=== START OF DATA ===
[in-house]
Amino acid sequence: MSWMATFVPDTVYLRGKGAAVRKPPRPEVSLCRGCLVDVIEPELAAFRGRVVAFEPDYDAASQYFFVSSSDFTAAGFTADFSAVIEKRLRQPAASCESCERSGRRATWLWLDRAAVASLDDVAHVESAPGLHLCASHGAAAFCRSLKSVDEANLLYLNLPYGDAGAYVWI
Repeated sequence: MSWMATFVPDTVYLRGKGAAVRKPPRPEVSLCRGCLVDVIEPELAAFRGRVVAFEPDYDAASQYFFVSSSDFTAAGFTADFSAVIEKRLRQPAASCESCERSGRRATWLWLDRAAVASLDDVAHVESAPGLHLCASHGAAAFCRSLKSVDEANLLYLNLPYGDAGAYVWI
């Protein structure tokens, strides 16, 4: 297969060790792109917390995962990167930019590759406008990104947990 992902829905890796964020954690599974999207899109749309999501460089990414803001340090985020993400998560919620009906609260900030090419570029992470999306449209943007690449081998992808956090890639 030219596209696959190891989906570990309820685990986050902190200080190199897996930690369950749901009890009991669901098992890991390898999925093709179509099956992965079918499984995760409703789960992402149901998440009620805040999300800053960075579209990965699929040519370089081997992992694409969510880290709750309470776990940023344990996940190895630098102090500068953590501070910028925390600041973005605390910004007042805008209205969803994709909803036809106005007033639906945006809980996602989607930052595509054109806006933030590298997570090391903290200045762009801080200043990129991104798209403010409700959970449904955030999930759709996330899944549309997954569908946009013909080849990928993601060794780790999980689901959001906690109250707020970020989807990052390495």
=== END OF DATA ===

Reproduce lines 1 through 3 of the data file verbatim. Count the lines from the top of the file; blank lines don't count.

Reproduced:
[in-house]
Amino acid sequence: MSWMATFVPDTVYLRGKGAAVRKPPRPEVSLCRGCLVDVIEPELAAFRGRVVAFEPDYDAASQYFFVSSSDFTAAGFTADFSAVIEKRLRQPAASCESCERSGRRATWLWLDRAAVASLDDVAHVESAPGLHLCASHGAAAFCRSLKSVDEANLLYLNLPYGDAGAYVWI
Repeated sequence: MSWMATFVPDTVYLRGKGAAVRKPPRPEVSLCRGCLVDVIEPELAAFRGRVVAFEPDYDAASQYFFVSSSDFTAAGFTADFSAVIEKRLRQPAASCESCERSGRRATWLWLDRAAVASLDDVAHVESAPGLHLCASHGAAAFCRSLKSVDEANLLYLNLPYGDAGAYVWI